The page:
PHILADELPHIA -- Navy senior quarterback Keenan Reynolds crowned a legendary career with a 21-17 victory over Army in a classic Army-Navy Game that extended Navy's unprecedented winning streak in the rivalry to 14.
Navy's run of dominance has been littered with blowouts, but this year the game was undecided until the Hail Mary thrown by Army senior tight end Kelvin White hit the turf in Army's end zone on the game's last play.
A sold out crowd that included Defense Secretary Ash Carter here at Lincoln Financial Field watched one of the best games in the rivalry's storied history that featured the traditional flyovers, march-on and parachute performances. The game's intensity left both coaches in tears walking off the field after the teams sung their alma maters with the Cadets and Midshipmen as an improved Army team couldn't topple a veteran laden Midshipmen squad to end the streak.
Reynolds, one of the greatest quarterbacks in Navy history, entered the game with the attention of a Heisman Trophy campaign and he met every expectation. He rushed for 141 yards and two touchdowns. He displayed his arm strength in throwing for 113 yards and the winning touchdown in the second half.
Navy's senior quarterback was named the game's Most Valuable Player and finished his career 4-0 against Army, becoming the only quarterback in the rivalry's history to start and win all four games.
"I thought he was going to be a good player, but I had no clue he was going to be this good. He surpassed everybody's thoughts on how good he was," Niumatalolo said of Reynolds' career at Navy. "He's been a good football player on the field, but off the field he's been a great leader for the team."
While Reynolds had another exemplary performance, Army's freshman quarterback Chris Carter played well enough to give Army Cadets and alumni hope that he could end their losing streak to Navy during his career.
Carter led Army to an early lead that the Black Knights held to the end of the first half, 17-14. It was the first time Army led Navy at halftime since 2009.
The pressure of the game appeared to catch up to the plebe (the name given to freshmen at the Naval Academy and West Point) in the second half as Carter fumbled once and threw an interception allowing the Midshipmen to hold onto the victory.
Army had opportunities to take the lead in the fourth quarter. The Black Knights marched to the Navy 39 trailing by four with two minutes left to play. Carter connected with plebe tailback Tyler Campbell on a 35-yard pass followed by a six-yard run by plebe tailback Jordan Asberry.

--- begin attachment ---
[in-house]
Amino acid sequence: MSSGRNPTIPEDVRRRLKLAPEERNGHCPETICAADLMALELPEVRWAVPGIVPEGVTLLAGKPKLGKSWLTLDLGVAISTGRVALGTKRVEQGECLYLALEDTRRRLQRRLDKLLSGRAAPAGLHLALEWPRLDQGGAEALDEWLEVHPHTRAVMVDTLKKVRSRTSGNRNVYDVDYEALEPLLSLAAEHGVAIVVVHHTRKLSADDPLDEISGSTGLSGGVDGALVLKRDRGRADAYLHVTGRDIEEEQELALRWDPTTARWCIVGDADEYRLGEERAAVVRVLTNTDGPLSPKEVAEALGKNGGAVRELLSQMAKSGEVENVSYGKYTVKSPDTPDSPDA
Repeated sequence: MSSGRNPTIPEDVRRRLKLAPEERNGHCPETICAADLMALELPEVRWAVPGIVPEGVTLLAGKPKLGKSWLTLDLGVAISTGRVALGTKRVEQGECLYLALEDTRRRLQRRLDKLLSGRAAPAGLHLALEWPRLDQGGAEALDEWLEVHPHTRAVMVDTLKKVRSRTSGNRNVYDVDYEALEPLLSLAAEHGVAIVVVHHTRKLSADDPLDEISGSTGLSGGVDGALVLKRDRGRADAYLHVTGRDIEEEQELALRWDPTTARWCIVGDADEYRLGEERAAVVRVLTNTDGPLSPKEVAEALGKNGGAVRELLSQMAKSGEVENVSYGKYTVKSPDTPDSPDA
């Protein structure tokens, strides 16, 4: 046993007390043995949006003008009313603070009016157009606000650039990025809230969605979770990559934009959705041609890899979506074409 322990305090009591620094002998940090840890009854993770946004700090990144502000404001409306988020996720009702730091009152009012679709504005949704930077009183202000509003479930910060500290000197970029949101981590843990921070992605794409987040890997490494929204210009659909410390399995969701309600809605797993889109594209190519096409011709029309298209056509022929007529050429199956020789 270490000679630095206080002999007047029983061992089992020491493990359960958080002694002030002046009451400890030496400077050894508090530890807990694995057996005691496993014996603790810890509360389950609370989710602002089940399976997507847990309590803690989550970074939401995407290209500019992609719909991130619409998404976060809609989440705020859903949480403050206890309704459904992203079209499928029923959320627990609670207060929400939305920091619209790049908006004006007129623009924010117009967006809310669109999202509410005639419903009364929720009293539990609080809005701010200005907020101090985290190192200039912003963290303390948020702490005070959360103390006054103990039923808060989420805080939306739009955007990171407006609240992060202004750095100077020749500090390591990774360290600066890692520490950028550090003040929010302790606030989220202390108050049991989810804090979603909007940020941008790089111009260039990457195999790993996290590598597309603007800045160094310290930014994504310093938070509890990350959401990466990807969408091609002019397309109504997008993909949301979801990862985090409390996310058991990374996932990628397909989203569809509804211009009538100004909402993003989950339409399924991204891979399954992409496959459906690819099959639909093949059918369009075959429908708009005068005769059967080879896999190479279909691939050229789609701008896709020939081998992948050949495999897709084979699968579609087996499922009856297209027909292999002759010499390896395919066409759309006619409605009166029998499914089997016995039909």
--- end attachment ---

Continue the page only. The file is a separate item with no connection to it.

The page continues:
The next play call will likely leave Army Cadets and alumni wondering, "What if?" until next year's match up. Army called a trick play with senior wide receiver DeAndre Bell receiving a pass behind the line of scrimmage and then throwing the ball downfield to Campbell. Navy junior defensive back Daiquan Thomasson intercepted the pass at the 2-yard line, ending Army's best chance to take the lead.
Navy's defense stepped up in the second half, causing three turnovers and shutting out a Black Knight offense that took the lead on a 39-yard touchdown pass from Carter to junior Edgar Poe toward the end of the half.
Navy sacked Carter three times and in the second half appeared to rattle him. After the game, Carter said Army expected more blitzes from Navy.
"As an offense, we knew it was coming, we just needed to execute better," Carter said.
Many didn't expect such a tight game, especially after Reynolds sprinted to a 58-yard rushing touchdown in the first quarter giving the Midshipmen a 7-3 lead. Army's defense stiffened, especially in the second half. Reynolds said after the game that Army's linebackers performed better than any other linebacking unit he had seen all season.
Army played multiple underclassmen and will enter next year with a more experienced team on offense and defense.
"We have young talent that is going into the offseason and won't be as young next year. I'm confident, we're going to work hard this offseason," said Army junior linebacker Jeremy Timpf. "We're going to drive these young guys and wer'e going to have some really talented sophomores and juniors."
Tomorrow is left for a young Army squad to wonder, but the day was again won by Navy.
Reynolds will end his career at the Military Bowl against Pittsburgh. He cemented his legacy here with his fourth win over Army.
After the game, longtime Navy coach Ken Niumatalolo addressed the possibility of leaving the Naval Academy for BYU's coaching vacancy. He said earlier in the week he would visit BYU on Monday. Niumatalolo explained why he announced his potential interest ahead of the Army-Navy Game.
"I didn't want to be one of those guys who says, 'Read my lips… I'm not going anywhere,' and then next thing you see is him on a plane flying somewhere. I've known coaches who have taken another job and never tell the other coaches," Niumatalolo said. "How do you do that? I could not do that to these kids. I love these guys too much. We're a family, and you don't do that to family."
-- Michael Hoffman is a contributor to Military.com and a military analyst for Tandem NSI. He can be reached at email@example.com.